”In today's terms, we’re talking about a common data environment to be used as the single source of information for the project. It should be the single resource used to collect, manage and disseminate documentation, graphical model and non-graphical data for the whole project team throughout the lifecycle of the asset. It’s also the basis for any 3D visualization or model created, so that each model is completely accurate, intelligent, navigable and usable -- not just a pretty rendering that moves.
This sounds great, but the AEC world is all about collaborations among multiple companies -- each with their own IP, complex software programs, data in different formats, and more. Sharing is no easy feat. How can they exploit their 3-D models and all the asset metadata into a real collaborative tool? And at the same time, how does each company protect its intellectual property and the integrity of the information it has created?
“The greatest prize, which is only now being grasped, is the opportunity for owners to harvest reliable information about their assets which can flow from a well-managed and resourced BIM project,” according to Peter Barker, Managing Director of BIM Academy and director at Ryder Architecture. “Where we have moved too slowly, as an industry, is in a collective, collaborative approach applying these smart technologies and management processes to realize substantial tangible benefits.”
This is where gaming technology comes in, and where it becomes perhaps the most important boon to the AEC industry since the dawn of CAD.
Gaming Boosts BIM Visualization Power
Using Revizto adds value to the BIM process by turning BIM data into lightweight, navigable and easy-to-use 3D environments that are still rich with the data that makes BIM effective. This makes it easy to export the model data, instantly providing it in an executable program that non-experts can interact with, even when training is minimal. Most important, it allows teams of varied workers -- from architects and BIM specialists to construction managers and site workers -- to collaborate seamlessly without having to understand or be experts in design technology.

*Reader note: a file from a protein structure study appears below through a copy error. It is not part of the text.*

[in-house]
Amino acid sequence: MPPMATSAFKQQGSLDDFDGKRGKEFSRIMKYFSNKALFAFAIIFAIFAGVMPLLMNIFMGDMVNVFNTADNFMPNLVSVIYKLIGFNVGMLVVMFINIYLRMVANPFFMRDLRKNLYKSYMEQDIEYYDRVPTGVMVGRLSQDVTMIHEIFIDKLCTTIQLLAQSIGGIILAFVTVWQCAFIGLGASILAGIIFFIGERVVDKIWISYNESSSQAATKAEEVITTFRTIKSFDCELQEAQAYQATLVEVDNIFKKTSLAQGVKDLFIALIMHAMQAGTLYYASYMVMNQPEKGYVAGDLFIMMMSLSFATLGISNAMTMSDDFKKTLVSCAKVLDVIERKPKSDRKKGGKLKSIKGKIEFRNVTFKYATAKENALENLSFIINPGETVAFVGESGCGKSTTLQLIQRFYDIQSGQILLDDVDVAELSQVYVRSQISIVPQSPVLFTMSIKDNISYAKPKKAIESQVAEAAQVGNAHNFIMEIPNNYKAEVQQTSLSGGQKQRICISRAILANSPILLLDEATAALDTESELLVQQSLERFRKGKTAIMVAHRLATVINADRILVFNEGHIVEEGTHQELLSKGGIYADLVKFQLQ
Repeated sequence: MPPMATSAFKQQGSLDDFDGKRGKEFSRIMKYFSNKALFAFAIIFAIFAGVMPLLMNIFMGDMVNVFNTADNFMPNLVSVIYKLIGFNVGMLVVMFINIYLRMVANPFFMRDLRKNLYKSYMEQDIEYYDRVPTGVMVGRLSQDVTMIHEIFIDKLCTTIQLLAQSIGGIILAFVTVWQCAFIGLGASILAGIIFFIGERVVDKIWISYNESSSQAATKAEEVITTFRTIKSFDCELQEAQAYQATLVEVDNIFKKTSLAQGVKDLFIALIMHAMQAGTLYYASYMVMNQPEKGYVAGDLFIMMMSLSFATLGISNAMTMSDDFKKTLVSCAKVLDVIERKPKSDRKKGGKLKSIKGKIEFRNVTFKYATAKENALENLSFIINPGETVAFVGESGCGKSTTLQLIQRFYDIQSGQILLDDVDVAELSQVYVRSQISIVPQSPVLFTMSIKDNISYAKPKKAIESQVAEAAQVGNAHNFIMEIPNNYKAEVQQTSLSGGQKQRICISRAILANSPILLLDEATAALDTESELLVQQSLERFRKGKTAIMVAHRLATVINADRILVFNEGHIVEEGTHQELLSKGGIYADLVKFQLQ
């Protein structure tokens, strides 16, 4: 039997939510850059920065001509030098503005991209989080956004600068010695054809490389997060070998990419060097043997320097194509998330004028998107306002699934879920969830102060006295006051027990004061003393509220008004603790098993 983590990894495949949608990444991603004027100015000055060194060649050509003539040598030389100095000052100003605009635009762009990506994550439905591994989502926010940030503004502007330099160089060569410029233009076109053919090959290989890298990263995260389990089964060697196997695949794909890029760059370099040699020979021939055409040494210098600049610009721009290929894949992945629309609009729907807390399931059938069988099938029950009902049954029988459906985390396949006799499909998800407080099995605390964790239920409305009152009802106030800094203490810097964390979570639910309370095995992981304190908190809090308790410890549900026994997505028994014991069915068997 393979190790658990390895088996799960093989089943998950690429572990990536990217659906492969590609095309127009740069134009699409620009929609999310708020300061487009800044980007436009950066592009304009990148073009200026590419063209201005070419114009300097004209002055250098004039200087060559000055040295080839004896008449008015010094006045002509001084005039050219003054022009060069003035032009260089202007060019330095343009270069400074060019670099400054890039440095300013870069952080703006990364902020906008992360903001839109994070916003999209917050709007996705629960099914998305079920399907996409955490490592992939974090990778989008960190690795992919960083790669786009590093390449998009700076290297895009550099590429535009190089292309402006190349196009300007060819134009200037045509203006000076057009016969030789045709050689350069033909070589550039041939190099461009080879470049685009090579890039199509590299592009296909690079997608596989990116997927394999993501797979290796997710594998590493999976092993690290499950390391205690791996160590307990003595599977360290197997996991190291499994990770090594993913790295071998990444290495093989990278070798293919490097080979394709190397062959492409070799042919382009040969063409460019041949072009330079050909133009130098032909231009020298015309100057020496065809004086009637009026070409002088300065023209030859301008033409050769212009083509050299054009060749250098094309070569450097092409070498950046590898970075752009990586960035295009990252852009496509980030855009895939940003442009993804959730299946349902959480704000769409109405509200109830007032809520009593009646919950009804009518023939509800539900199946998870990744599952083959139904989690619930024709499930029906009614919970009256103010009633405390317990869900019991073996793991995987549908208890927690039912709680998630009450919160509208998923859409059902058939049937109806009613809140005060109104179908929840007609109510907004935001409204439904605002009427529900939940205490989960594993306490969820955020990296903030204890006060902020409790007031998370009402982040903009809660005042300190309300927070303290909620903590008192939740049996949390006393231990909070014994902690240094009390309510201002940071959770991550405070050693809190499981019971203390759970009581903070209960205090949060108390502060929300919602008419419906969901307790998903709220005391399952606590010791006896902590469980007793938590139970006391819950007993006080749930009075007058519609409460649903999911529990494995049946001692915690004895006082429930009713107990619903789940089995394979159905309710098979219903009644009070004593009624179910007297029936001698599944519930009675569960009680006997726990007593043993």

It also creates a new benefit for the owners and ultimate end-users of buildings. "Most of our customers are not able to really appreciate 2D drawings,” says Don McCabe, owner and chief designer of U.K.-based BIM Architectural Services, which provides animated virtual design and visualizations. “Revizto helps us to show our clients their project in 3D, as if it already exists in the world that we live in.” As a construction expert, McCabe appreciates that the navigable 3D visualizations offer more than just a truly immersive feeling of space. They provide information true to -- and native to -- the original BIM data.
Companies have described tools like Revizto in a few ways, some calling the gaming platforms an “efficiency enhancement” while others call it “a simple plug-in into our BIM workflow.” A few experts in BIM and technology, on the other hand, like TechCrunch’s Monty Munford, have called it a “disruptive product.”
Whatever it’s called, one thing is clear: It brings collaboration tools into the heart of the AEC workflow, so teams can create buildings better, easier, smarter and faster.
David York is UK Sales Director at 3DreamTeam Inc., which markets and licenses Revizto globally. He has spent the last eight years working in the AEC industry in Europe with Autodesk, and prior to this he worked with EMC and IBM software businesses focused on Content Management & Records Management in the construction, financial and insurance industries.
For more information: Revizto